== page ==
Difficulty level: Beginner
Duration: 37:36
Speaker: : Anat Achiron
Lecture title:

Most psychiatric disorders (most notably dependence syndromes, depression, psychosis, and autism) are characterized by impaired social interaction, with many patients preferring a drug of abuse. This lecture focuses on the latest research on the neural basis of normal and impaired social interaction.

Difficulty level: Beginner
Duration: 41:56
Speaker: : Gerald Zernig
Lecture title:

This lecture will provide an overview of neuroimaging techniques and their clinical applications.

Difficulty level: Beginner
Duration: 45:29
Speaker: : Dafna Ben Bashat
Lecture title:

This lecture will provide an overview of neuroimaging techniques and their clinical applications

Difficulty level: Beginner
Duration: 41:00
Speaker: : Dafna Ben Bashat
Lecture title:

This lecture will highlight our current understanding and recent developments in the field of neurodegenerative disease research, as well as the future of diagnostics and treatment of neurodegenerative diseases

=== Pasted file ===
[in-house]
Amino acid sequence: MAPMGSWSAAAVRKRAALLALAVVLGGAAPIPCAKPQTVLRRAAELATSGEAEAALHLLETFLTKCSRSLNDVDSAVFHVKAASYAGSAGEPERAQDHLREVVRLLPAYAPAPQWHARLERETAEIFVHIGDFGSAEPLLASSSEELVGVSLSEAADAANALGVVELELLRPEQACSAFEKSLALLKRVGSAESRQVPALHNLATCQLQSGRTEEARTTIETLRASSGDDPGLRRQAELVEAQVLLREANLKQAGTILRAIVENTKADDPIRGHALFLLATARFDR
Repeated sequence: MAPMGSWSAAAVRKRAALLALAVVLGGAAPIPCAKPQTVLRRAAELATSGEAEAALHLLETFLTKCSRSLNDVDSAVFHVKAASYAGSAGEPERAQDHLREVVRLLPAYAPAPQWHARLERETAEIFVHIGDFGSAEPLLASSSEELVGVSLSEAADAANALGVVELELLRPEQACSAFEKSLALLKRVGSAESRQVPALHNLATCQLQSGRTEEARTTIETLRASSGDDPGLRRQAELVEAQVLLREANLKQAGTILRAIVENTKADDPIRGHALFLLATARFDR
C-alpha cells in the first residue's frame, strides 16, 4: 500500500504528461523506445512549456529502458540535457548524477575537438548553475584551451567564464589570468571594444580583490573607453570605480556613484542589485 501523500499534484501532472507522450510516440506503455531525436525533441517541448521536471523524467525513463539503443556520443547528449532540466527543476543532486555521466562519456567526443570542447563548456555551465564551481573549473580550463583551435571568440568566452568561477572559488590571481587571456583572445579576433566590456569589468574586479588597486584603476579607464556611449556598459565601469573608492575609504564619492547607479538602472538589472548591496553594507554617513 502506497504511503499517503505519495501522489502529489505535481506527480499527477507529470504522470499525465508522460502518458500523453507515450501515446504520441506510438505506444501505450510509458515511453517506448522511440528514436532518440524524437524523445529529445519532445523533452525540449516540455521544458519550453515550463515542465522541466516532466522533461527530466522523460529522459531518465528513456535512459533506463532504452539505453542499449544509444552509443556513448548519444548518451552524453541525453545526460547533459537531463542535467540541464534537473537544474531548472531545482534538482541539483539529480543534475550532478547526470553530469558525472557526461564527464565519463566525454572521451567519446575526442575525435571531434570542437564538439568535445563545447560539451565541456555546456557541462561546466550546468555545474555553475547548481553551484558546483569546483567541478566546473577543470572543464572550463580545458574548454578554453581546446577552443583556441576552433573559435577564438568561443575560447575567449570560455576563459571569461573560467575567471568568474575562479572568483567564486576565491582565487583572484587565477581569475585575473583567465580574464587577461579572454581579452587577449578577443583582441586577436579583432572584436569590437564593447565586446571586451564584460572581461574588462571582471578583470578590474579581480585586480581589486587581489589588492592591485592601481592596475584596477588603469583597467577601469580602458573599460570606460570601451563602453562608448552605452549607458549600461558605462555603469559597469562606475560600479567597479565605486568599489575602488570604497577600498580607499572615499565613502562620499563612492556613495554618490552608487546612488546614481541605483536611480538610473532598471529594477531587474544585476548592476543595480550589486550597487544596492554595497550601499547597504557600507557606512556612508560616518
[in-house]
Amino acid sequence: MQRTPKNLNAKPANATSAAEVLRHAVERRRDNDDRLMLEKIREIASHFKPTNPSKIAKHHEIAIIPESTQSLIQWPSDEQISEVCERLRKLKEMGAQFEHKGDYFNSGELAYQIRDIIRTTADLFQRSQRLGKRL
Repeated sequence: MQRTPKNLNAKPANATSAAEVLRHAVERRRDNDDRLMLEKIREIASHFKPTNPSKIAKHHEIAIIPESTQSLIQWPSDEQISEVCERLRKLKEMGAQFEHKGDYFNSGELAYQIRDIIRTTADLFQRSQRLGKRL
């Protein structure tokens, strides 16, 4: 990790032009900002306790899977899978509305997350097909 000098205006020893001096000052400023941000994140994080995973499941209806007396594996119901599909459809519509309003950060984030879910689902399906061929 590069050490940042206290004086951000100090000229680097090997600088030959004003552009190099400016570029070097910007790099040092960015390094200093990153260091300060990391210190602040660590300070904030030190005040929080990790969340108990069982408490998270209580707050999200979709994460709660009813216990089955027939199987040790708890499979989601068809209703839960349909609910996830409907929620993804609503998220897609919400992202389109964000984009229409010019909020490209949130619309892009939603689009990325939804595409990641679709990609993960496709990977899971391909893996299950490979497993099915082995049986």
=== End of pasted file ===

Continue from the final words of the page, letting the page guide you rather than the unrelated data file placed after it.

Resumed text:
Difficulty level: Beginner
Duration: 1:02:29
Speaker: : Nir Giladi
Lecture title:

This lecture provides an overview of depression (epidemiology and course of the disorder), clinical presentation, somatic co-morbidity, and treatment options.

Difficulty level: Beginner
Duration: 37:51
Lecture title:

How genetics can contribute to our understanding of psychiatric phenotypes.

Difficulty level: Beginner
Duration: 55:15
Speaker: : Sven Cichon
Lecture title:

The lecture focuses on rationale for employing neuroimaging methods for movement disorders

Difficulty level: Beginner
Duration: 1:04:04
Speaker: : Bogdan Draganski
Lecture title:

An overview of some of the essential concepts in neuropharmacology (e.g. receptor binding, agonism, antagonism), an introduction to pharmacodynamics and pharmacokinetics, and an overview of the drug discovery process relative to diseases of the Central Nervous System.